Fentanyl is often mixed with other drugs like heroin, methamphetamine, cocaine, MDMA, and others. Drug traffickers are also able to press fentanyl into pills that look like prescription pills. For healthcare providers, this can make it difficult to know which drug is causing adverse effects for a person in crisis or an individual experiencing an overdose. For individuals taking substances, this makes it virtually impossible to tell whether illicit substances or pills that appear to be authentic prescription pills contain fentanyl. Community members taking prescription pills to manage medical conditions are urged to only take medications prescribed by a medical professional and dispensed by a licensed pharmacist. 

Fentanyl & Counterfeit Pills

When fentanyl is prescribed by a doctor, it is typically given as a shot, a skin patch, or as lozenges that are sucked on like cough drops. Synthetic fentanyl most associated with overdoses is often sold illegally as a powder and can be put in eye droppers and nasal sprays, dropped onto blotter paper, or pressed into counterfeit pills that resemble common prescription opioids. The image below shows two 30mg OxyContin® pills. The one on the left is authentic, while the pill on the right is a counterfeit that could potentially contain a lethal dose of fentanyl.

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What Is Rainbow Fentanyl?

In August 2022, the Drug Enforcement Administration (DEA) released a statement warning the public of an alarming new trend of colorful fentanyl showing up in pill and powder form across the United States.

Dubbed “rainbow fentanyl” in the media, the DEA and law enforcement partners believe this is a deliberate effort by drug traffickers to drive addiction in kids and young adults by making the deadly substance look like candy. Find more information and read the full release here.

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Teens and Fentanyl: What Parents & Caregivers Should Know

The advent of smart phones and social media has made it easy for drug traffickers to find potential clients and conduct sales. It’s imperative that parents and caregivers are educated on the dangers of the drug landscape today, and that children and young adults understand the risks of taking substances acquired from drug traffickers.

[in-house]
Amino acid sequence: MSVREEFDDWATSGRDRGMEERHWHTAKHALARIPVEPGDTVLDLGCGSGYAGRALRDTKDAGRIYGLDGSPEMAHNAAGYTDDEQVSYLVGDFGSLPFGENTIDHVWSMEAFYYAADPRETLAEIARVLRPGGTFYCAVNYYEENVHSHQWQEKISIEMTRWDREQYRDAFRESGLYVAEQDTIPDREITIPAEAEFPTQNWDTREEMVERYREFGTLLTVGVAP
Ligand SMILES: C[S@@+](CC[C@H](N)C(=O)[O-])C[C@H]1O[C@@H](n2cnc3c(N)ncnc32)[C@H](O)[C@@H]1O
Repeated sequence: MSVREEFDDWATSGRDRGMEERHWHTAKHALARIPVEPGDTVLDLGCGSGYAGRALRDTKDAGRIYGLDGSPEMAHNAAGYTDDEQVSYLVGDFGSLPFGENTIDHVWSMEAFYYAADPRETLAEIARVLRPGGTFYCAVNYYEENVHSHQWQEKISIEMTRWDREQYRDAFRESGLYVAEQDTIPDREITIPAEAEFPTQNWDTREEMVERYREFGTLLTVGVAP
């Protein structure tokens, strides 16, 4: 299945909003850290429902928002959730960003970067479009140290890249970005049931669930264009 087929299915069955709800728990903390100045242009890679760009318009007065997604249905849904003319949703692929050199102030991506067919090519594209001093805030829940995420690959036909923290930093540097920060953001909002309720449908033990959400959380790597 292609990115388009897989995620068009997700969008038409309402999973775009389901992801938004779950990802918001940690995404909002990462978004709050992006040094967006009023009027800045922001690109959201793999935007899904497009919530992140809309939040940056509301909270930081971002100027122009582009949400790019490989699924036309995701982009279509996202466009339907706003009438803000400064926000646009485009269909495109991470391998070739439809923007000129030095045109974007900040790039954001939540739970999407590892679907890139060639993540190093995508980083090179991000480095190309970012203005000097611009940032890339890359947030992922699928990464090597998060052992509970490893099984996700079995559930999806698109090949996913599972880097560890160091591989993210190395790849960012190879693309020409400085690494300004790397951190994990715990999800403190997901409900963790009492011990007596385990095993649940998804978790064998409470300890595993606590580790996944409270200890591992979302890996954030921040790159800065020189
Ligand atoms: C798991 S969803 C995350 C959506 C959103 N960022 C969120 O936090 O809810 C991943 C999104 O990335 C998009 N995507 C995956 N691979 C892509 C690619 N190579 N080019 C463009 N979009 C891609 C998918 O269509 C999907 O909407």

The DEA recommends the following tips for parents and caregivers:

  • Encourage open and honest communication
  • Explain what fentanyl is and why it is so dangerous
  • Stress not to take any pills that were not prescribed to you from a doctor
  • No pill purchased on social media is safe
  • Make sure they know fentanyl has been found in most illegal drugs
  • Create an “exit plan” to help your child know what to do if they’re pressured to take a pill or use drugs

How Drug Traffickers Use Emojis

Another disturbing tactic used by drug traffickers is the use of emojis to convey their messaging. This can make it difficult for parent and caregivers to recognize when their children are having conversations about drug use. The following image showcases how simple emojis are sometimes used as code:

Find a more comprehensive list of emoji drug codes here.

Additional resources for parents and caregivers, as recommended by the DEA:

If you or a loved needs help with addiction treatment, please contact our 24-hour Treatment and Referral HelpLine at 833.976.HELP (4357) or email [email protected] today.